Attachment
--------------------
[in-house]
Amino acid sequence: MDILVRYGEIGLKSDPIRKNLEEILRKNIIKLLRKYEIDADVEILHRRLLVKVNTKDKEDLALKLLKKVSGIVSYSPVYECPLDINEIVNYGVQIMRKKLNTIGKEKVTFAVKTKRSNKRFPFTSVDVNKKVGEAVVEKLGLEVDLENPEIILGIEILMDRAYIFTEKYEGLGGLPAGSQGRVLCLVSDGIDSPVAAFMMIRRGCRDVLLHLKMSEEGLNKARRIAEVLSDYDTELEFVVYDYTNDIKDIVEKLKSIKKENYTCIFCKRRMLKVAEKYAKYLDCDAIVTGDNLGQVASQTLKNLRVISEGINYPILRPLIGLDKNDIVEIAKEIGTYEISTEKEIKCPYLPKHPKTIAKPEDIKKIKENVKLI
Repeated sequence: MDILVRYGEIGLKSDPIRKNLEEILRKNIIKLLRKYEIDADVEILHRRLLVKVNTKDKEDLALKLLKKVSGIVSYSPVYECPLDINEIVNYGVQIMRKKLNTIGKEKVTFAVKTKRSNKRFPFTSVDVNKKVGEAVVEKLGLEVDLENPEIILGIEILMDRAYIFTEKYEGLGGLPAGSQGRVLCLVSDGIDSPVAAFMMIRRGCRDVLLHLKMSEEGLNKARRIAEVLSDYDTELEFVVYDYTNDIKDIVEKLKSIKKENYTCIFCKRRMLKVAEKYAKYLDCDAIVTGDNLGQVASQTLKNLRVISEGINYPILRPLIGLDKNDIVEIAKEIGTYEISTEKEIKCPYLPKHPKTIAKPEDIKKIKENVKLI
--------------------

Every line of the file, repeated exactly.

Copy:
[in-house]
Amino acid sequence: MDILVRYGEIGLKSDPIRKNLEEILRKNIIKLLRKYEIDADVEILHRRLLVKVNTKDKEDLALKLLKKVSGIVSYSPVYECPLDINEIVNYGVQIMRKKLNTIGKEKVTFAVKTKRSNKRFPFTSVDVNKKVGEAVVEKLGLEVDLENPEIILGIEILMDRAYIFTEKYEGLGGLPAGSQGRVLCLVSDGIDSPVAAFMMIRRGCRDVLLHLKMSEEGLNKARRIAEVLSDYDTELEFVVYDYTNDIKDIVEKLKSIKKENYTCIFCKRRMLKVAEKYAKYLDCDAIVTGDNLGQVASQTLKNLRVISEGINYPILRPLIGLDKNDIVEIAKEIGTYEISTEKEIKCPYLPKHPKTIAKPEDIKKIKENVKLI
Repeated sequence: MDILVRYGEIGLKSDPIRKNLEEILRKNIIKLLRKYEIDADVEILHRRLLVKVNTKDKEDLALKLLKKVSGIVSYSPVYECPLDINEIVNYGVQIMRKKLNTIGKEKVTFAVKTKRSNKRFPFTSVDVNKKVGEAVVEKLGLEVDLENPEIILGIEILMDRAYIFTEKYEGLGGLPAGSQGRVLCLVSDGIDSPVAAFMMIRRGCRDVLLHLKMSEEGLNKARRIAEVLSDYDTELEFVVYDYTNDIKDIVEKLKSIKKENYTCIFCKRRMLKVAEKYAKYLDCDAIVTGDNLGQVASQTLKNLRVISEGINYPILRPLIGLDKNDIVEIAKEIGTYEISTEKEIKCPYLPKHPKTIAKPEDIKKIKENVKLI